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Field Trial Horses

We have three personal field trail horses and three for sale.  My husband has been going to field trials for several years and always asks me to go.   O.K. first, I can’t stand to listen to dogs bark.  Second, I don’t like unorganized rides because of the potential for getting hurt.  Let’s face it, at my age, and with my job, I cannot afford to get hurt.  So my answer to his request has always been no.  I imagined the worst in field trials, rugged terrain, horses tied up to trailers, legs wrapped up in too long lead lines, sweaty over-worked horses not taken care of, dogs yapping constantly, rude drunken people staggering around, etc.  I did go for one day though and did not find any of this.

Actually, I went to the field trail in Danville, Virginia and had a pretty good time.  The property was quite level with lots of open fields and completely fenced off.   The dogs were mostly taken well care of and only barked occassionally, the horses were either in pens, or staked out, the people were nice and very down to earth and they had a cabin where they served a noon day meal.  I was actually impressed.  I can’t really tell you how a field trial is setup since I was only there for one day, and to be honest when my husband tells me, I usually tune out.  But I do know they are held in braces with two dogs running at the same time.  Then the dogs have their owners on horse back, each owner has a scout that is supposed to help with the dog and there are judges, then the gallery, who are people that ride behind just for the ride.  I, of course, was in the gallery.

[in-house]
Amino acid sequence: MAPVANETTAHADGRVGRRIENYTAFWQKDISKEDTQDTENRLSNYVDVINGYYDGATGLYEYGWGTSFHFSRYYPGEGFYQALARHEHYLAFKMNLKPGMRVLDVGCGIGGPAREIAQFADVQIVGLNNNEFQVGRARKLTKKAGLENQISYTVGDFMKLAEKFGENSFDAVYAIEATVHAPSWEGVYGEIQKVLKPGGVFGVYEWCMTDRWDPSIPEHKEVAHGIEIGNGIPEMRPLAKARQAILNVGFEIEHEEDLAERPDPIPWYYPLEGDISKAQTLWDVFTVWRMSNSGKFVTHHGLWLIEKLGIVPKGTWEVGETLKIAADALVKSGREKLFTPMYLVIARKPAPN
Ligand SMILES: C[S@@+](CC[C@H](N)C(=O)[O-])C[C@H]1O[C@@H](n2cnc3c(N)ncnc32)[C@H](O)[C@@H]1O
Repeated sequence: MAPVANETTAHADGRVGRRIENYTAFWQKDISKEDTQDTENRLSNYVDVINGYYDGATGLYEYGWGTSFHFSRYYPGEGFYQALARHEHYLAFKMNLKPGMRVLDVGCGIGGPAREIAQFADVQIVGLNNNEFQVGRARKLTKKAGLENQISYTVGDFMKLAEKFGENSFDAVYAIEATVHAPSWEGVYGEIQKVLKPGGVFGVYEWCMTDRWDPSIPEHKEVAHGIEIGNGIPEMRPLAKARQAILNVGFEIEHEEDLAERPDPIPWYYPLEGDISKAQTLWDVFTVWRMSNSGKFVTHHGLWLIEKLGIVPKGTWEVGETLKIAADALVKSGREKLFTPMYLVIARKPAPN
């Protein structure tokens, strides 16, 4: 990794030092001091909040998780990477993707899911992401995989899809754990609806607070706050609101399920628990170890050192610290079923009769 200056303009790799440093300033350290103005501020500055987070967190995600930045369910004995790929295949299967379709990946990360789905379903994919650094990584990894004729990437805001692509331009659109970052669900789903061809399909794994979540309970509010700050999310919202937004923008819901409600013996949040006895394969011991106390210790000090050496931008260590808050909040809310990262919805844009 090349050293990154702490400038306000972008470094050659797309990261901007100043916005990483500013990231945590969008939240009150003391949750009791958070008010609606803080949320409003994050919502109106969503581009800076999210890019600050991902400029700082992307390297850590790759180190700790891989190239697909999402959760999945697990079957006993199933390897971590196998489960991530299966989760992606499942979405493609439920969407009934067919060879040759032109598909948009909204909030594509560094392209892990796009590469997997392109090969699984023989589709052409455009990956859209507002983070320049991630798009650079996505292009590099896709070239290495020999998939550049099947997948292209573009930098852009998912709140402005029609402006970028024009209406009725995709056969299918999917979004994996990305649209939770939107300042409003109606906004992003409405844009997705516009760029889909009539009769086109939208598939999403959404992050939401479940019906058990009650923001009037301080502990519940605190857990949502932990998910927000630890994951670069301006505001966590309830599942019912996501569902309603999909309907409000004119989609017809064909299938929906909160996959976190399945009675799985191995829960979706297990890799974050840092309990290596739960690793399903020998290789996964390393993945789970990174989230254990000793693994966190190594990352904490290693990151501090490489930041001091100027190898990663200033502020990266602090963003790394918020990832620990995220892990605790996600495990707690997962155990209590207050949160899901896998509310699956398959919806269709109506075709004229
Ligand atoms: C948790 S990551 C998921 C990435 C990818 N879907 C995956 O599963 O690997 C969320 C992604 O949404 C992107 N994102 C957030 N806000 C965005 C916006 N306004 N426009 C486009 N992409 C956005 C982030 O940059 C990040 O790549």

Now, I have to admit that the Tennessee Walking Horse is not my favorite choice in a mount.  They are fun to ride, and if you get one that is very smooth at any gait then I have a good time riding.  However, I just happen to like the three gaited horse because I like to post to the trot and use my body more when I ride.  With that being said, my first ride out was on my husbands TWH mare.  She is smooth at a slower gait, but when she speeds up she gets very bouncy.  By the time we got done with the first brace I had such a headache I wanted to go home!   Alright, he said I wasn’t riding her right and maybe he is right.    She has to be set up in the bridle more to keep her smooth and I was a little nervous.  Regardless, I still has a good ride.   The second brace was a lot better as I rode Bossman.  What a smooth ride.  It was actually really cool.   We rode behind the rest of the riders and he did exactly what I asked of him.  Regardless of what speed we were going, he was perfect.  The dogs ran well, except for my husbands puppy, (who is actually almost year old),  and she ran so large that he had to hunt her down.   But she loved it.

A little about training a field trial horse.   They need to stand perfectly still when tacking and mounting.  They need to ground tie, so you can drop the reins while the rider is handling the dog.  They need to be used to gun fire.  They don’t have to neck rein, but it is a real plus if they do.  They need to be trained to stake out(see our stake out video on www.baymountfarm.com).  It’s nice for them to know leg yields and be consistent.  They need to be able to stay any where in line you put them, up front, behind, in the middle and be happy about it.  Responsiveness to the bit is probably the #1 requirement in my opinion.  All our horses are trained to this, but it isn’t something that happens overnight.  It takes time for them to be consistent and a horse that has these qualities is well worth their weight in gold.

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